Update: Anadarko just made it official...though its pact with Chevron does remain 'in effect'...at least for now.
- ANADARKO BOARD DETERMINED OCCIDENTAL PROPOSAL MAY BE `SUPERIOR'
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Handing a rare victory to a hostile bidder, and what would be a serious coup for Occidental CEO Vicki Hollub if the deal goes through, Anadarko Petroleum is reportedly preparing to endorse a bid from Occcidental Petroleum, which launched a hostile campaign for Anadarko and its valuable shale assets after the driller accepted a bid from energy giant Chevron.
Reuters broke the news overnight that Anadarko would pursue deal talks with Occidental, with the FT taking the story a step further and confirming that Anadarko was preparing to endorse the hostile bid. BBG soon confirmed.
Anadarko, a Woodlands, Texas-based oil and gas company, is expected to make a statement this week after its board determined that a cash and stock offer from Occidental would be superior to the deal with Chevron. If Anadarko follows through, Chevron will be given a chance to launch a counter-bid, though anonymous sources quoted by BBG contend that there's little appetite at Chevron for a higher bid. If Chevron does lose out, Anadarko will need to pay it a $1 billion break-up fee, per the terms of their deal agreement. The FT previously reported that Chevron has already once refused to raise its bid.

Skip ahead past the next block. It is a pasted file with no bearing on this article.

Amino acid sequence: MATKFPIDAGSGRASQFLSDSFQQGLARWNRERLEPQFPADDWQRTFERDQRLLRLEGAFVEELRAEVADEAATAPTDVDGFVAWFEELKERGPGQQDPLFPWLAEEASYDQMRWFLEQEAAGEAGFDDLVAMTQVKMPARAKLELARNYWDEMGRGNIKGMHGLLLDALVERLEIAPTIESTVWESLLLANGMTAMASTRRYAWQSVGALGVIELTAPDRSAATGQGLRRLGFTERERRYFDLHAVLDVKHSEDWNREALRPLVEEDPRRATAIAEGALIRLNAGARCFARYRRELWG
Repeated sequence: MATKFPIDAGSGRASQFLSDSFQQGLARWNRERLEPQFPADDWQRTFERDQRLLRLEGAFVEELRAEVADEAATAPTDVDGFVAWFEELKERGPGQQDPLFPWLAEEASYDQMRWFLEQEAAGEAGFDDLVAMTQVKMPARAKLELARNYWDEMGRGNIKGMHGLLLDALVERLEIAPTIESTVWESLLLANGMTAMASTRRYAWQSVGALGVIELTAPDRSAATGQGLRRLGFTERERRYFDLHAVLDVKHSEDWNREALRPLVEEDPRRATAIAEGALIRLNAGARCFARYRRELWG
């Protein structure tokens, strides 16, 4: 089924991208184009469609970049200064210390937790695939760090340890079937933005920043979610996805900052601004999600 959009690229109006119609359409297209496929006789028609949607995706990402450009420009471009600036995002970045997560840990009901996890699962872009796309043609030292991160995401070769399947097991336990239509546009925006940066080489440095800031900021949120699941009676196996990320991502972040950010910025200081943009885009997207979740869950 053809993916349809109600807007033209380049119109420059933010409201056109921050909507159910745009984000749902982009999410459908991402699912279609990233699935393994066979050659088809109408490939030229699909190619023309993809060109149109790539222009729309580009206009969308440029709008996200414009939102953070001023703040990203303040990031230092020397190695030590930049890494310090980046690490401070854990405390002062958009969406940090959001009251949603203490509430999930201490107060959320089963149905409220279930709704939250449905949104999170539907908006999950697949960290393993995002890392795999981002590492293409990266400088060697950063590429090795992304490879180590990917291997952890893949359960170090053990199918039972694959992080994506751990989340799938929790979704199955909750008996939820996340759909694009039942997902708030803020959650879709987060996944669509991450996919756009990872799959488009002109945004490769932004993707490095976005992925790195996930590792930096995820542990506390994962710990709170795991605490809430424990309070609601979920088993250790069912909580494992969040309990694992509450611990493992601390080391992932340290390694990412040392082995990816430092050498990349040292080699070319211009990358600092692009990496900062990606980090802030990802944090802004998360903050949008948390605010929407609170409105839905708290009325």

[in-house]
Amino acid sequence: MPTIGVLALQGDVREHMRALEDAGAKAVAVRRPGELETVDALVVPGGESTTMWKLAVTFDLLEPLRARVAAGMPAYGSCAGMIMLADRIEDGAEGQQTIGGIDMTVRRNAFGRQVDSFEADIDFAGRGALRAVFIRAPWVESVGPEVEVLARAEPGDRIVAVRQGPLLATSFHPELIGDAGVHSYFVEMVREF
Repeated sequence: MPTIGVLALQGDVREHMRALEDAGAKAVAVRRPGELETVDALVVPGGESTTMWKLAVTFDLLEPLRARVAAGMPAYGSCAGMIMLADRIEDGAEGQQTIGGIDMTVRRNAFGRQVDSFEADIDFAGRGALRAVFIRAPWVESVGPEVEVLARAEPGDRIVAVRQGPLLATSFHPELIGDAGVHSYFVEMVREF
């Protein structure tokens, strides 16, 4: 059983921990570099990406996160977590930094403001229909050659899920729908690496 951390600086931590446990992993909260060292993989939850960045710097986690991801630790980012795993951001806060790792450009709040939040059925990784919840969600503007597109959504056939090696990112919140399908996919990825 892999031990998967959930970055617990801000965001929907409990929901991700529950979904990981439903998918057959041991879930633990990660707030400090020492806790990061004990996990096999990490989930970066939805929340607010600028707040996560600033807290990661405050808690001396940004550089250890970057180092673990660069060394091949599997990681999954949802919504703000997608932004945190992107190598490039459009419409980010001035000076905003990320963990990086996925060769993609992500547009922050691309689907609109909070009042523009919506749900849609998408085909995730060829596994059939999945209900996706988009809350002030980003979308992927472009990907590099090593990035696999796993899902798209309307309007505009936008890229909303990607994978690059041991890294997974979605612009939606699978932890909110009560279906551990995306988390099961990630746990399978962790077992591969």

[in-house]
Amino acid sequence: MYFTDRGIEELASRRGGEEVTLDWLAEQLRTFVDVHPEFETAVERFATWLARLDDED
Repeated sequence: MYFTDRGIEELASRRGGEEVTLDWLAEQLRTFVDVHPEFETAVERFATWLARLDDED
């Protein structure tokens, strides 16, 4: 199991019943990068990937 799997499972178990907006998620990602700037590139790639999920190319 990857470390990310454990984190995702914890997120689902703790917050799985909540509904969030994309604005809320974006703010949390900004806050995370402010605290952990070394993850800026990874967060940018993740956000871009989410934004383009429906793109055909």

For its part, Chevron declined to answer a question during its earnings call on Friday about how it would respond should Anadarko’s board favor Occidental’s proposal. However, Chevron’s CFO, Pierre Breber, said Chevron had the ability to up its offer, though the company has expressed unwillingness to become embroiled in a protracted bidding war.
Occidental, one of the five largest American oil and gas firms, made a cash-and-stock offer worth $76 per share to Anadarko shareholders, a 22% premium to the bid from Chevron, which is worth roughly $63 per share.
Another apparent advantage for Occidental: its bid was evenly split in cash and stock. Chevron offered to pay 0.39 of its own stock and $16.25 in cash for each share of Anadarko outstanding.
"This is much more synergistic for us than any other company that might look at this," Hollub told the FT last week.
Though to be fair, Anadarko's assets would be a valuable addition to the portfolio of any American energy firm. The company owns valuable shale oil acreage (roughly a quarter million acres) in the Permian, where low-cost drilling techniques can produce supplies for decades, as well as assets in the Gulf of Mexico and a natural gas project in Mozambique. Overcoming analyst warnings that they didn't see how she could outbid her larger rival, Hollub started looking into a counteroffer minutes after news about the Chevron bid broke. To make the deal more palatable to shareholders, she has promised to sell off assets worth $16.5 billion.
Still, the deal isn't done yet; in fact, the real work is just beginning as the two companies start to talk through the terms of a deal.
If a bidding war breaks out, it would unfold against a backdrop of a rally in oil prices that has sent President Trump scrambling to browbeat OPEC and American rivals to pump up production.